In the epically stereotypical quest to save the world, the hero always learns from a master. At some point the master says to the young hero: “You have learned well, now you are ready to forge your own sword.” Then comes the montage of blacksmith work: melting, hammering, melting and hammering again until the metal is just right. “You must remove every impurity so that it has no weakness,” says the master. The refinement process is a test in patience and evidence of the hero’s progression towards a greater purpose.
For Christians, the refinement process is a metaphor for the kinds of changes God wants for disciples. There is a temptation to define Christianity solely on what we believe – on our theology, or on what we do – our praxis. But disciples of Christ also care about who and what we are – our character or identity. Being a Christian means letting God shape us into a new creation (2 Corinthians 5:17). It means undergoing a difficult process of refinement in which our impurities are slowly melted away and God molds something simple into something unique. It is a test in patience and evidence of our development as God’s creation.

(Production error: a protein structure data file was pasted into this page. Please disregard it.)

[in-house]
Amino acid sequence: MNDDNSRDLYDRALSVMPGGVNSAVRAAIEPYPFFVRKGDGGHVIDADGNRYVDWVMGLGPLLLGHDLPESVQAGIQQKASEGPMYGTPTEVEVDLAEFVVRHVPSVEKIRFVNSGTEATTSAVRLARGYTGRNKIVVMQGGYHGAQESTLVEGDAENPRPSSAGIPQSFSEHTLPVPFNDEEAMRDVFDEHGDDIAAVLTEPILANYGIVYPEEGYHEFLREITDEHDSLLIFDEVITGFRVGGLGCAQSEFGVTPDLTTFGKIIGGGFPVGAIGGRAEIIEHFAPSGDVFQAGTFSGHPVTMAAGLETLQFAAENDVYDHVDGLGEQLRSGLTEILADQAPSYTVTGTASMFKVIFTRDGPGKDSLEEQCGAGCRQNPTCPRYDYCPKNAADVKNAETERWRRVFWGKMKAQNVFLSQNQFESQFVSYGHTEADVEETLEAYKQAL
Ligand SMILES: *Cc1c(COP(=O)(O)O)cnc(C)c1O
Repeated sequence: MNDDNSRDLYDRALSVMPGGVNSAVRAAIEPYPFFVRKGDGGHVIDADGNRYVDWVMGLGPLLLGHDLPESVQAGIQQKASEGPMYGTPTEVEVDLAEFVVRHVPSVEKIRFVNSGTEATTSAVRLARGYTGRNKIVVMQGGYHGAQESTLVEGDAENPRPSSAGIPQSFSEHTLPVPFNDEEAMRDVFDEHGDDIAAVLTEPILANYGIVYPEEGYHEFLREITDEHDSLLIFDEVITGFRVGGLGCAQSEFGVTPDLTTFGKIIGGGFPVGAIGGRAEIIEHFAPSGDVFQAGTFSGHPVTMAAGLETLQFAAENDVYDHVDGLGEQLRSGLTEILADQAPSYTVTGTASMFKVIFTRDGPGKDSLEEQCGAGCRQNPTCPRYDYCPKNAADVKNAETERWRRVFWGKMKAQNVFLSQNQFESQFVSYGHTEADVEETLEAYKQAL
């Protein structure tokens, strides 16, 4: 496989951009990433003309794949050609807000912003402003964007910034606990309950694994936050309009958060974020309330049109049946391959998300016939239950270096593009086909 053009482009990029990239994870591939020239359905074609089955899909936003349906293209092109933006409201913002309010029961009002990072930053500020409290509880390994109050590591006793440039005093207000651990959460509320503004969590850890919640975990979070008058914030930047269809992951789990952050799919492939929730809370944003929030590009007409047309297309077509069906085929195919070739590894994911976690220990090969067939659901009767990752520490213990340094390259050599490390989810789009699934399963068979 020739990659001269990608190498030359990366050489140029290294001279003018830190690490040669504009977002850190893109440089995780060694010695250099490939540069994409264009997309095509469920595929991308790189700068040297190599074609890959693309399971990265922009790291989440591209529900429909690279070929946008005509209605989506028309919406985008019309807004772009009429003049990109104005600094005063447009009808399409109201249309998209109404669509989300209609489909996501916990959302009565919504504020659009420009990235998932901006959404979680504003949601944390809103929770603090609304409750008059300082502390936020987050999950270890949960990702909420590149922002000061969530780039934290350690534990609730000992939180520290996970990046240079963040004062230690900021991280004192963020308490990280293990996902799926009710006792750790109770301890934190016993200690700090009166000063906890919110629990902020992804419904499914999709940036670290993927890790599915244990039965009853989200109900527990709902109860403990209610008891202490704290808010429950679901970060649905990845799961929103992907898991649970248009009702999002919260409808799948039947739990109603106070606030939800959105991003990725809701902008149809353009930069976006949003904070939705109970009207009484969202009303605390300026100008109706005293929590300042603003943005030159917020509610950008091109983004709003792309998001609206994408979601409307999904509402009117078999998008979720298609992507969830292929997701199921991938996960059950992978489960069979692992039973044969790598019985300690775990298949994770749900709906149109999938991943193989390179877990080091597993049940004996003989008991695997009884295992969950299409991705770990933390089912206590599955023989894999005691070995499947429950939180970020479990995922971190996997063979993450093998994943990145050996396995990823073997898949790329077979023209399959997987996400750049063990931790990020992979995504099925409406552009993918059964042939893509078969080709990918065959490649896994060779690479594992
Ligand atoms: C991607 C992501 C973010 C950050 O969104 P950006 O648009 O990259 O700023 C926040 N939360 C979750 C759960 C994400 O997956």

Refinement is not comfortable for the metal, nor is it easy for the metal worker, but it is necessary. In the end, the hero and the metal undergo a similar process. They are each refined through hard work, commitment and patience.
Take some time this week to think about how Christ might be trying to refine you into something unique: an instrument for a greater purpose.